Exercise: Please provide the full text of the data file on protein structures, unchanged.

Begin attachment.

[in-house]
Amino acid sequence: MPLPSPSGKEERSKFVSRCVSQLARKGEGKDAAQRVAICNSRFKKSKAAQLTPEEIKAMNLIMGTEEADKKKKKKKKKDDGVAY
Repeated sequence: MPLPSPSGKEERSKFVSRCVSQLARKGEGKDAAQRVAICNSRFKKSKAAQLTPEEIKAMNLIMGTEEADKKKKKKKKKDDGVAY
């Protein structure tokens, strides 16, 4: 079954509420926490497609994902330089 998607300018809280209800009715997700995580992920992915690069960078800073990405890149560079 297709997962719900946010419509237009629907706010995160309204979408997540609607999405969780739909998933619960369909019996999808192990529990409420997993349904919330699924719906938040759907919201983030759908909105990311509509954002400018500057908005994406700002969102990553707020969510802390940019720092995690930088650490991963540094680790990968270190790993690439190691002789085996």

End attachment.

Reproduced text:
[in-house]
Amino acid sequence: MPLPSPSGKEERSKFVSRCVSQLARKGEGKDAAQRVAICNSRFKKSKAAQLTPEEIKAMNLIMGTEEADKKKKKKKKKDDGVAY
Repeated sequence: MPLPSPSGKEERSKFVSRCVSQLARKGEGKDAAQRVAICNSRFKKSKAAQLTPEEIKAMNLIMGTEEADKKKKKKKKKDDGVAY
């Protein structure tokens, strides 16, 4: 079954509420926490497609994902330089 998607300018809280209800009715997700995580992920992915690069960078800073990405890149560079 297709997962719900946010419509237009629907706010995160309204979408997540609607999405969780739909998933619960369909019996999808192990529990409420997993349904919330699924719906938040759907919201983030759908909105990311509509954002400018500057908005994406700002969102990553707020969510802390940019720092995690930088650490991963540094680790990968270190790993690439190691002789085996």